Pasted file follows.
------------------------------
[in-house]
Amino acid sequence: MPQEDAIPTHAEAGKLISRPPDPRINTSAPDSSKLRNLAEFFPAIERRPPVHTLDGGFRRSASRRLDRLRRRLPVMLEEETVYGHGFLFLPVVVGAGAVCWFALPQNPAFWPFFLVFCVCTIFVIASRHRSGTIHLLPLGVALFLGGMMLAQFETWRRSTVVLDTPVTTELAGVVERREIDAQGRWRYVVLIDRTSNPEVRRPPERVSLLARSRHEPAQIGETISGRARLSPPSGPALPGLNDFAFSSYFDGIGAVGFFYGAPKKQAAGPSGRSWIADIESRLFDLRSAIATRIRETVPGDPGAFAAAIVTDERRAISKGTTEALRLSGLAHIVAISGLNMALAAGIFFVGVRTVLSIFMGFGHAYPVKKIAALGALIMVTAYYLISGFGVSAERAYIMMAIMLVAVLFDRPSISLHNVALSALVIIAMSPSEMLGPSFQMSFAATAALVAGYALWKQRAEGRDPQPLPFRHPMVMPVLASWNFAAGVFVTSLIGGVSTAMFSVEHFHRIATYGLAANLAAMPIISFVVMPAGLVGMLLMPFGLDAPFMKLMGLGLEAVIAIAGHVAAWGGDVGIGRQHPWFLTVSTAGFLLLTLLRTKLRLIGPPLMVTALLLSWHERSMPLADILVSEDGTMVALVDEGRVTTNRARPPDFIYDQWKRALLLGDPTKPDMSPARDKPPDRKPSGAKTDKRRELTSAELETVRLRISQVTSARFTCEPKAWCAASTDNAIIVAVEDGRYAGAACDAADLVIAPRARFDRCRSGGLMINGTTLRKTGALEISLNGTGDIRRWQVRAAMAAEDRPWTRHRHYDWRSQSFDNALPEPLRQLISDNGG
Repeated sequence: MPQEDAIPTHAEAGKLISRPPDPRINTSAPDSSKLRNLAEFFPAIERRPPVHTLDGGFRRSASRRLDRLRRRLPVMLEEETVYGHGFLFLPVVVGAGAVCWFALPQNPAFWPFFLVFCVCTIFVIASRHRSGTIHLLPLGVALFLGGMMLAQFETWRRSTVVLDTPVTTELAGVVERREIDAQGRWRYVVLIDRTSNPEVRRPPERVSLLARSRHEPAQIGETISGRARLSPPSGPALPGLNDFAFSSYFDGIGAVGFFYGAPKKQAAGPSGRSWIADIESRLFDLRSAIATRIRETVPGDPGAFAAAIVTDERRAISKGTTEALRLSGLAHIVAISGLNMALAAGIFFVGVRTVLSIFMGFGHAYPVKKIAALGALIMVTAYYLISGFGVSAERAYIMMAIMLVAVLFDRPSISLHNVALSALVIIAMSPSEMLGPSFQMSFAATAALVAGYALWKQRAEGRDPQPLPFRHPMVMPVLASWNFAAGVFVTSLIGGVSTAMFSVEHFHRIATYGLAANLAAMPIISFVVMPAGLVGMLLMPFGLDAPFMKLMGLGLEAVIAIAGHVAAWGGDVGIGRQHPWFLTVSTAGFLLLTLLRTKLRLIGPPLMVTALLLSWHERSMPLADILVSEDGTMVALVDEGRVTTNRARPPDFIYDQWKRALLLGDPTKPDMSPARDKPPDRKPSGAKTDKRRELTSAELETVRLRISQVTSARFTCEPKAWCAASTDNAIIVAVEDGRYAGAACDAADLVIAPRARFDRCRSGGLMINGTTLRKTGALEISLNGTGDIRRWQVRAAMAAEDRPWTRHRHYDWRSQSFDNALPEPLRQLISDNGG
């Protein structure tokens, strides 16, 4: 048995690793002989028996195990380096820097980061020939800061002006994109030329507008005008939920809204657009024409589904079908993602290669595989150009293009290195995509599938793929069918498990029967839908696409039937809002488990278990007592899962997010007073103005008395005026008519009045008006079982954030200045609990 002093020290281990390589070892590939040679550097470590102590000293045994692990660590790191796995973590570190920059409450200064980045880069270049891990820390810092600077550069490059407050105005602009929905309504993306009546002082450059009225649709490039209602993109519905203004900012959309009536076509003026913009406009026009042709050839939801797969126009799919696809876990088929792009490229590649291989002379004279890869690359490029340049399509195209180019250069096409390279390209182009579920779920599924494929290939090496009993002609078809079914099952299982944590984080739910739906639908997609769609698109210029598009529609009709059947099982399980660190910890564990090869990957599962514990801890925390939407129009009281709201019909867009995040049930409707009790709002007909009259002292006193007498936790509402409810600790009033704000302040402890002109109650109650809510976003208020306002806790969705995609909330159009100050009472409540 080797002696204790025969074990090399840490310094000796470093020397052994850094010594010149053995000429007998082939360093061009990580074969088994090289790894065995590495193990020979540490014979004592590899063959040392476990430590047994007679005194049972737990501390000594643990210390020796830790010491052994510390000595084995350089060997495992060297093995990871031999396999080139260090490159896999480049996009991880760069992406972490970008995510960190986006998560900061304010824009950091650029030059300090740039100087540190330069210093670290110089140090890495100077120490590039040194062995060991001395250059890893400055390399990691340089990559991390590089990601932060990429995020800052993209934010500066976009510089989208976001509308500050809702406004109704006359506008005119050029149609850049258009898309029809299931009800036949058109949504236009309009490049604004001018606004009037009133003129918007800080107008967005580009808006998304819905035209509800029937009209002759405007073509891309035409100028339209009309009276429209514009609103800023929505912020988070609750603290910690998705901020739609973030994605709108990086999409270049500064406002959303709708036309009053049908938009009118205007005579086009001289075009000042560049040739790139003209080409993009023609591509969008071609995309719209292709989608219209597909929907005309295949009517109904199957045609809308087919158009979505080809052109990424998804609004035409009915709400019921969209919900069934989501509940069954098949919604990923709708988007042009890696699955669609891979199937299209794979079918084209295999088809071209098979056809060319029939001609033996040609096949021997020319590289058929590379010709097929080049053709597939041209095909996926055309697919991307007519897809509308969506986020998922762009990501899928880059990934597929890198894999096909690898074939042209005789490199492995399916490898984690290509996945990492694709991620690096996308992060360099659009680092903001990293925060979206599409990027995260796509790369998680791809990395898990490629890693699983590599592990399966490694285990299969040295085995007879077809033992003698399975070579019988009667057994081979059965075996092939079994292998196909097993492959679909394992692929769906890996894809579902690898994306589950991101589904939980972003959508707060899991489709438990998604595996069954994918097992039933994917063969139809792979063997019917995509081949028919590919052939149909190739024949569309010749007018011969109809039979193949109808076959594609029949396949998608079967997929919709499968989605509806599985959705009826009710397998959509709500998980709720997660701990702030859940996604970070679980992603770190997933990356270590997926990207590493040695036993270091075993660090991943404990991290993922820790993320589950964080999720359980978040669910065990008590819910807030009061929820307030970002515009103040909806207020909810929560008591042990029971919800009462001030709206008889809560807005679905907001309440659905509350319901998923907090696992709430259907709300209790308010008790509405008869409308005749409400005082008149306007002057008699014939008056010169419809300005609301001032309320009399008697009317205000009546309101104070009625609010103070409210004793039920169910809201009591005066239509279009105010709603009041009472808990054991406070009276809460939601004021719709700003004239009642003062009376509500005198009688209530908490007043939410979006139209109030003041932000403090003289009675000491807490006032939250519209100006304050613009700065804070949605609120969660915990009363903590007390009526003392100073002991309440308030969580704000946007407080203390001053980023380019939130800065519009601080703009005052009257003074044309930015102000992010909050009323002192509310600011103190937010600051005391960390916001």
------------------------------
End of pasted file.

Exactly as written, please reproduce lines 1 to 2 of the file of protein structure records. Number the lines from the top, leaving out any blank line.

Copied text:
[in-house]
Amino acid sequence: MPQEDAIPTHAEAGKLISRPPDPRINTSAPDSSKLRNLAEFFPAIERRPPVHTLDGGFRRSASRRLDRLRRRLPVMLEEETVYGHGFLFLPVVVGAGAVCWFALPQNPAFWPFFLVFCVCTIFVIASRHRSGTIHLLPLGVALFLGGMMLAQFETWRRSTVVLDTPVTTELAGVVERREIDAQGRWRYVVLIDRTSNPEVRRPPERVSLLARSRHEPAQIGETISGRARLSPPSGPALPGLNDFAFSSYFDGIGAVGFFYGAPKKQAAGPSGRSWIADIESRLFDLRSAIATRIRETVPGDPGAFAAAIVTDERRAISKGTTEALRLSGLAHIVAISGLNMALAAGIFFVGVRTVLSIFMGFGHAYPVKKIAALGALIMVTAYYLISGFGVSAERAYIMMAIMLVAVLFDRPSISLHNVALSALVIIAMSPSEMLGPSFQMSFAATAALVAGYALWKQRAEGRDPQPLPFRHPMVMPVLASWNFAAGVFVTSLIGGVSTAMFSVEHFHRIATYGLAANLAAMPIISFVVMPAGLVGMLLMPFGLDAPFMKLMGLGLEAVIAIAGHVAAWGGDVGIGRQHPWFLTVSTAGFLLLTLLRTKLRLIGPPLMVTALLLSWHERSMPLADILVSEDGTMVALVDEGRVTTNRARPPDFIYDQWKRALLLGDPTKPDMSPARDKPPDRKPSGAKTDKRRELTSAELETVRLRISQVTSARFTCEPKAWCAASTDNAIIVAVEDGRYAGAACDAADLVIAPRARFDRCRSGGLMINGTTLRKTGALEISLNGTGDIRRWQVRAAMAAEDRPWTRHRHYDWRSQSFDNALPEPLRQLISDNGG